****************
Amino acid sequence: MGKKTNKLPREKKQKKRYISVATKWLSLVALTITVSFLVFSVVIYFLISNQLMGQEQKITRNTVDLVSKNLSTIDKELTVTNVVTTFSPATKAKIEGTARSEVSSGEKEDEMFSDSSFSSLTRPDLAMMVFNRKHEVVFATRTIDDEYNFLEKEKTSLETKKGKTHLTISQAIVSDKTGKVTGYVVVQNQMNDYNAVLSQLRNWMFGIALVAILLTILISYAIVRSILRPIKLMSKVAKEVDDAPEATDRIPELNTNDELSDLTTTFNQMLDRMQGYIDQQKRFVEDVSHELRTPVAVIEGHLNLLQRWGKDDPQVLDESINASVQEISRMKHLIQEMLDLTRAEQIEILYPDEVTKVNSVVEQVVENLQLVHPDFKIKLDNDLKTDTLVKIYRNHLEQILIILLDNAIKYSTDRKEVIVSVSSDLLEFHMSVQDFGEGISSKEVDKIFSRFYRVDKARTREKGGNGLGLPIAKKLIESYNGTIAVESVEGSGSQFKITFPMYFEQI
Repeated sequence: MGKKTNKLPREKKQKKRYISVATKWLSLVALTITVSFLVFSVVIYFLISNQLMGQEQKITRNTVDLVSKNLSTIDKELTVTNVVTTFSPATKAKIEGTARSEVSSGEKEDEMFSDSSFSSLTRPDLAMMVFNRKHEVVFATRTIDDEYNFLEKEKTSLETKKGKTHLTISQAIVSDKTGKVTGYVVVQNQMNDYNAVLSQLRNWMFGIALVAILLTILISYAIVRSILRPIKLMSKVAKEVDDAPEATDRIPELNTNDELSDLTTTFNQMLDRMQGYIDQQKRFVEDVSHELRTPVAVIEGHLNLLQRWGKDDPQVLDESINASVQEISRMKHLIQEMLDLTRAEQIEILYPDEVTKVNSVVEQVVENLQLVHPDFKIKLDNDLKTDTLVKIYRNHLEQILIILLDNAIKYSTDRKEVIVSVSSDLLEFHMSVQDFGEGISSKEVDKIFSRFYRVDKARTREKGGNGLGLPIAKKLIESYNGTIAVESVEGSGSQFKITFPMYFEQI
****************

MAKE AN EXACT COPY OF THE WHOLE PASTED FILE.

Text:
Amino acid sequence: MGKKTNKLPREKKQKKRYISVATKWLSLVALTITVSFLVFSVVIYFLISNQLMGQEQKITRNTVDLVSKNLSTIDKELTVTNVVTTFSPATKAKIEGTARSEVSSGEKEDEMFSDSSFSSLTRPDLAMMVFNRKHEVVFATRTIDDEYNFLEKEKTSLETKKGKTHLTISQAIVSDKTGKVTGYVVVQNQMNDYNAVLSQLRNWMFGIALVAILLTILISYAIVRSILRPIKLMSKVAKEVDDAPEATDRIPELNTNDELSDLTTTFNQMLDRMQGYIDQQKRFVEDVSHELRTPVAVIEGHLNLLQRWGKDDPQVLDESINASVQEISRMKHLIQEMLDLTRAEQIEILYPDEVTKVNSVVEQVVENLQLVHPDFKIKLDNDLKTDTLVKIYRNHLEQILIILLDNAIKYSTDRKEVIVSVSSDLLEFHMSVQDFGEGISSKEVDKIFSRFYRVDKARTREKGGNGLGLPIAKKLIESYNGTIAVESVEGSGSQFKITFPMYFEQI
Repeated sequence: MGKKTNKLPREKKQKKRYISVATKWLSLVALTITVSFLVFSVVIYFLISNQLMGQEQKITRNTVDLVSKNLSTIDKELTVTNVVTTFSPATKAKIEGTARSEVSSGEKEDEMFSDSSFSSLTRPDLAMMVFNRKHEVVFATRTIDDEYNFLEKEKTSLETKKGKTHLTISQAIVSDKTGKVTGYVVVQNQMNDYNAVLSQLRNWMFGIALVAILLTILISYAIVRSILRPIKLMSKVAKEVDDAPEATDRIPELNTNDELSDLTTTFNQMLDRMQGYIDQQKRFVEDVSHELRTPVAVIEGHLNLLQRWGKDDPQVLDESINASVQEISRMKHLIQEMLDLTRAEQIEILYPDEVTKVNSVVEQVVENLQLVHPDFKIKLDNDLKTDTLVKIYRNHLEQILIILLDNAIKYSTDRKEVIVSVSSDLLEFHMSVQDFGEGISSKEVDKIFSRFYRVDKARTREKGGNGLGLPIAKKLIESYNGTIAVESVEGSGSQFKITFPMYFEQI